Four students attend ‘Becoming Michelle Obama’ for free, learn valuable life lessons


Charisse Warfield

Three seniors had the opportunity to see Michelle Obama in person at her event.

Aisha Sowe, Associate Editor

Four seniors, Jessica Cruz, Andre Tulloch, Charisse Warfield and Khava Tsarni, had the opportunity to attend Becoming: An Intimate Conversation with Michelle Obama, on November 25 at the Capital One Arena in Washington, D.C.

Counselors nominated several students who had a strong GPA and whom they believed best represented Watkins Mill. Each of the students selected was either part of the Achieving College Excellence Success program, Minority Scholars Program or Moco EmpowerHer. The Reach Higher Initiative by Michelle Obama paid for their tickets.

“There were several students who were nominated. We just had to filter it down to include four” college and career information coordinator Kate Heald said. Cruz and Warfield received their tickets from ACES, while Tulloch received his from MSP co-county coordinator Michael Williams. Tsarni received her ticket from Moco EmpowerHer.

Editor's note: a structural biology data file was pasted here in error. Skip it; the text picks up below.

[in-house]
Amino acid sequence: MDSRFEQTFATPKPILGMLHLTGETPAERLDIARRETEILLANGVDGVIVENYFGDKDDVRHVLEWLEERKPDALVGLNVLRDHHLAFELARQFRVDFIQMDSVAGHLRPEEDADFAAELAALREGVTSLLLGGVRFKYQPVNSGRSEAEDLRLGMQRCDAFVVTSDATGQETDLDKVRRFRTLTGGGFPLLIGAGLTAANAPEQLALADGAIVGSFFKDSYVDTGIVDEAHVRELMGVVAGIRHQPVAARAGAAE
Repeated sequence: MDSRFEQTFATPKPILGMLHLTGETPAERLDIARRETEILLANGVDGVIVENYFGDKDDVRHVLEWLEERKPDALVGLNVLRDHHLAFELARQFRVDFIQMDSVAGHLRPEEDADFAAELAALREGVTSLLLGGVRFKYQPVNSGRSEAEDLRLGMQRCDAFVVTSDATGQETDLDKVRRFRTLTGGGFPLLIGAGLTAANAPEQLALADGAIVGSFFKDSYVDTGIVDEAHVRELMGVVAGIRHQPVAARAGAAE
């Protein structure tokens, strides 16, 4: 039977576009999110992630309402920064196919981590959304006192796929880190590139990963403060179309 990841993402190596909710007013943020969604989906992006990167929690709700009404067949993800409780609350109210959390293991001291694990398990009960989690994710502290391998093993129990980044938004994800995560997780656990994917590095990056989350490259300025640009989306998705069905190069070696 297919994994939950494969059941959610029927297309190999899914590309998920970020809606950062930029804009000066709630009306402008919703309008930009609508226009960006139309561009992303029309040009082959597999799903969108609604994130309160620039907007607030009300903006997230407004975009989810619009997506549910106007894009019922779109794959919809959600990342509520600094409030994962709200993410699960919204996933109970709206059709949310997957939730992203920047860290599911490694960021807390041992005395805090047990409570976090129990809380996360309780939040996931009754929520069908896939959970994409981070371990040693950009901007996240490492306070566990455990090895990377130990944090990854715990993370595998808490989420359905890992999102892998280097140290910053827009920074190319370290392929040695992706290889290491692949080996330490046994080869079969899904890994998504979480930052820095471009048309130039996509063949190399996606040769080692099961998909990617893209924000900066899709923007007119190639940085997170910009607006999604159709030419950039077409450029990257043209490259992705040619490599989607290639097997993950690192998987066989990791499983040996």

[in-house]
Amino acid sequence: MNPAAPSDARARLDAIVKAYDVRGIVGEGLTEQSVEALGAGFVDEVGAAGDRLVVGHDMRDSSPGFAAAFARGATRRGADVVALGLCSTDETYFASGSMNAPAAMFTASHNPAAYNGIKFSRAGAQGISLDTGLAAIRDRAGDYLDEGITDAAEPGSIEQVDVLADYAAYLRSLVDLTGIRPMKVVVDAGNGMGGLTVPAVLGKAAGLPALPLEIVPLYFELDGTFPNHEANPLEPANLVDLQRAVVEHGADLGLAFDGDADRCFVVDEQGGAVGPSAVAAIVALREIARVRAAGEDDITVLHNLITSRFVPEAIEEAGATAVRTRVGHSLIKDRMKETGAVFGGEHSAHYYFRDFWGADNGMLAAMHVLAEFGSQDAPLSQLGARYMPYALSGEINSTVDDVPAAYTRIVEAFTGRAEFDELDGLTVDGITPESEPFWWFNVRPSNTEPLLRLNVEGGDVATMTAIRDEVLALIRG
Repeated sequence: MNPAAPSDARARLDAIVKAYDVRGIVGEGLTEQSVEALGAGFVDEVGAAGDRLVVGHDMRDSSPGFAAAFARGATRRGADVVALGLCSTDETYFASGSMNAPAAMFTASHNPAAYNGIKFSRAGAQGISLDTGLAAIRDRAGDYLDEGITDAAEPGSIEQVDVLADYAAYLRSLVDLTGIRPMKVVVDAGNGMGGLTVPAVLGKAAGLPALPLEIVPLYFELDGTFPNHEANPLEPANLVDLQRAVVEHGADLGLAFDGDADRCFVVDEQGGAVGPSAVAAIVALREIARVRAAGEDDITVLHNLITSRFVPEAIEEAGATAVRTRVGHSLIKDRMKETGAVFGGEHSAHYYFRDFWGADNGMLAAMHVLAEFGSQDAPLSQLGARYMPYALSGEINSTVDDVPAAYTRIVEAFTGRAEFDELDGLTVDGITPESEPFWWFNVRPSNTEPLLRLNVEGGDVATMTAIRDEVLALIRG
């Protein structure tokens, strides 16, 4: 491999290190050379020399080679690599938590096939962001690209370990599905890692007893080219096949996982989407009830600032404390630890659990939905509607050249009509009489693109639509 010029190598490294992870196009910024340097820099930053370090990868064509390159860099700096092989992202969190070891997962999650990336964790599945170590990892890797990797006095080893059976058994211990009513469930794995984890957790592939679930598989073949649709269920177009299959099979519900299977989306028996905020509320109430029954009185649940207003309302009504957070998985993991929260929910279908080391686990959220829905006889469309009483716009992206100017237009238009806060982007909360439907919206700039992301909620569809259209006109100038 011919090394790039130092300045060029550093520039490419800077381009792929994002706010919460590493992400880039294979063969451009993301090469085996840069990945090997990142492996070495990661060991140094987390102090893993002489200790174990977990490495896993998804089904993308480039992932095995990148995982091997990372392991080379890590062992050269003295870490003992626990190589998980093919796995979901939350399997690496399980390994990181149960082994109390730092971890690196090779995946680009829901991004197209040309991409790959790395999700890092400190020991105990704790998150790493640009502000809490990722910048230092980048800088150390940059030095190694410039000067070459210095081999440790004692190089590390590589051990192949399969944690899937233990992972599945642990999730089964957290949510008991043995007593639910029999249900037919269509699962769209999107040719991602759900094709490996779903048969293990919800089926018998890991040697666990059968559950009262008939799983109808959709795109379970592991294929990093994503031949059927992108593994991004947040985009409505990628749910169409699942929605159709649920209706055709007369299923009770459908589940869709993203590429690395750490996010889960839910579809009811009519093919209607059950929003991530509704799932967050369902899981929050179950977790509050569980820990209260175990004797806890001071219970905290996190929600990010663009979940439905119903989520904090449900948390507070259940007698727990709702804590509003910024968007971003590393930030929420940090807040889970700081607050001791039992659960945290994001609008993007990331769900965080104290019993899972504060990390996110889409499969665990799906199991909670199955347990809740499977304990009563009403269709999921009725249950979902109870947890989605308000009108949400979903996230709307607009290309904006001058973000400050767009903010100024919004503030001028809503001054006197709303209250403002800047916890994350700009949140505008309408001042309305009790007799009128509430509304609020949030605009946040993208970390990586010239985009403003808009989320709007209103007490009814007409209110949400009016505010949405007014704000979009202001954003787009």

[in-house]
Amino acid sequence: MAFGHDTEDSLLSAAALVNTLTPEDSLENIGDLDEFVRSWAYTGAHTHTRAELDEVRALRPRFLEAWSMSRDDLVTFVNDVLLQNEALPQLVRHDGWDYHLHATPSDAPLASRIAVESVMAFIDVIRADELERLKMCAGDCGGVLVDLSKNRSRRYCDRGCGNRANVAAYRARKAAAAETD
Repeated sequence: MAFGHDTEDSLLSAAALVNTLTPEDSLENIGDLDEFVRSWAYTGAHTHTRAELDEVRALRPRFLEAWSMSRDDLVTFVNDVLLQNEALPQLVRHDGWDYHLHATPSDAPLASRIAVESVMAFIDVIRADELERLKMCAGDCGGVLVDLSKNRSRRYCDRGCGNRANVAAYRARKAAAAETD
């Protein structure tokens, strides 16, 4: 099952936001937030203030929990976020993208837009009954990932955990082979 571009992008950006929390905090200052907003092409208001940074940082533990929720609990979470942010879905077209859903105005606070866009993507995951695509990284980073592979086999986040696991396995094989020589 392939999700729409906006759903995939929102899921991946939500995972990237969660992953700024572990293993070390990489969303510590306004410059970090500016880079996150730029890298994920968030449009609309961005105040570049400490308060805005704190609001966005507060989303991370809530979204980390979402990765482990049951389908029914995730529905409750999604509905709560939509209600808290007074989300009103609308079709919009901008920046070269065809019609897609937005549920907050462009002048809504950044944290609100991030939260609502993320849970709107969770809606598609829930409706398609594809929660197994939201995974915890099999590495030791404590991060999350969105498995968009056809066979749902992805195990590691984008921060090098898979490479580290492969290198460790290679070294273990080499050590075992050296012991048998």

“I’m grateful for the opportunity,” Cruz said. “I learned that you can achieve anything you want when you put your mind to it.  Her words will definitely stick with me.”

The purpose of the event was not only for Obama to promote her book, but to give a message to women that whatever background they come from, they can achieve anything. “I think it was a really good opportunity for students to see firsthand Michelle Obama’s experience on how she got where she is,” ACES Academic Coach Tiffany Shaw said.

Warfield particularly enjoyed when Obama was “talking about her childhood and home life. I personally related to it because…he was an overly important figure in her life and he encouraged her to do well in school.  That part almost made me cry,” Warfield said.

Obama said that while she was going through her education, she wanted to be a box checker, meaning she wanted to follow everything by the rules, making sure everything was done correctly. But then she realized that what she wanted to be is not what life is about. “Many students are looking for that flash of something new,” Tulloch said.

Obama also wanted young people to understand that they have an obligation to come out of their comfort zones and challenge themselves outside of the things they know. “Seeing how a young girl who is first generation can get into law school and college on her own and end up end up in the White House is impressive,” Heald added.

“I think [Becoming: An Intimate Conversation with Michelle Obama] is going to help me with college and choosing where I want to go,” Tulloch added.

“Read the book,” Warfield added.  “It’s really inspirational.  She doesn’t just talk about being the First Lady, she talks about her life and you see that she’s a normal person too.”

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